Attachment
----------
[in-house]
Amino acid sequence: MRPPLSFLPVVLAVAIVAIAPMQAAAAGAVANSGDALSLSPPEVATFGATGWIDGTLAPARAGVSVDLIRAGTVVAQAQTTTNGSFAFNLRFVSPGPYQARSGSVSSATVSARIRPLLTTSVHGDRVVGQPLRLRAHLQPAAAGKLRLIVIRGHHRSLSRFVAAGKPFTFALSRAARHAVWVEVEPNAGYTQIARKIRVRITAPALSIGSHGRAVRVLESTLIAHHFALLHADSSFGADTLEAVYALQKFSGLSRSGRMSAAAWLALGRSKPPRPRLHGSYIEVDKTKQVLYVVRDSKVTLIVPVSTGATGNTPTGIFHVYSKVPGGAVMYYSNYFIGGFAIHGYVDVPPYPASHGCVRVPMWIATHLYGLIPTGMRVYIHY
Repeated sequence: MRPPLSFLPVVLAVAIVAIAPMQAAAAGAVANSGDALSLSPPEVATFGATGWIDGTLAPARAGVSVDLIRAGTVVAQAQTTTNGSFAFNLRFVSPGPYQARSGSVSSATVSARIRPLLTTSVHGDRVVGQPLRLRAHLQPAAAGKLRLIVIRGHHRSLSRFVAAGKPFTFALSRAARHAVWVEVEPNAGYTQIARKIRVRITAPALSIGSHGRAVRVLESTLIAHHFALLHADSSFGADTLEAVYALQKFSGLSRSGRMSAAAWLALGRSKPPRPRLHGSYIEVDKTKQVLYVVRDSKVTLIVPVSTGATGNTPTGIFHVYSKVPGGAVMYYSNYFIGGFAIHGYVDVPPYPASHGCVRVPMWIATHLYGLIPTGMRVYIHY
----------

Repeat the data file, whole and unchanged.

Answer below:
[in-house]
Amino acid sequence: MRPPLSFLPVVLAVAIVAIAPMQAAAAGAVANSGDALSLSPPEVATFGATGWIDGTLAPARAGVSVDLIRAGTVVAQAQTTTNGSFAFNLRFVSPGPYQARSGSVSSATVSARIRPLLTTSVHGDRVVGQPLRLRAHLQPAAAGKLRLIVIRGHHRSLSRFVAAGKPFTFALSRAARHAVWVEVEPNAGYTQIARKIRVRITAPALSIGSHGRAVRVLESTLIAHHFALLHADSSFGADTLEAVYALQKFSGLSRSGRMSAAAWLALGRSKPPRPRLHGSYIEVDKTKQVLYVVRDSKVTLIVPVSTGATGNTPTGIFHVYSKVPGGAVMYYSNYFIGGFAIHGYVDVPPYPASHGCVRVPMWIATHLYGLIPTGMRVYIHY
Repeated sequence: MRPPLSFLPVVLAVAIVAIAPMQAAAAGAVANSGDALSLSPPEVATFGATGWIDGTLAPARAGVSVDLIRAGTVVAQAQTTTNGSFAFNLRFVSPGPYQARSGSVSSATVSARIRPLLTTSVHGDRVVGQPLRLRAHLQPAAAGKLRLIVIRGHHRSLSRFVAAGKPFTFALSRAARHAVWVEVEPNAGYTQIARKIRVRITAPALSIGSHGRAVRVLESTLIAHHFALLHADSSFGADTLEAVYALQKFSGLSRSGRMSAAAWLALGRSKPPRPRLHGSYIEVDKTKQVLYVVRDSKVTLIVPVSTGATGNTPTGIFHVYSKVPGGAVMYYSNYFIGGFAIHGYVDVPPYPASHGCVRVPMWIATHLYGLIPTGMRVYIHY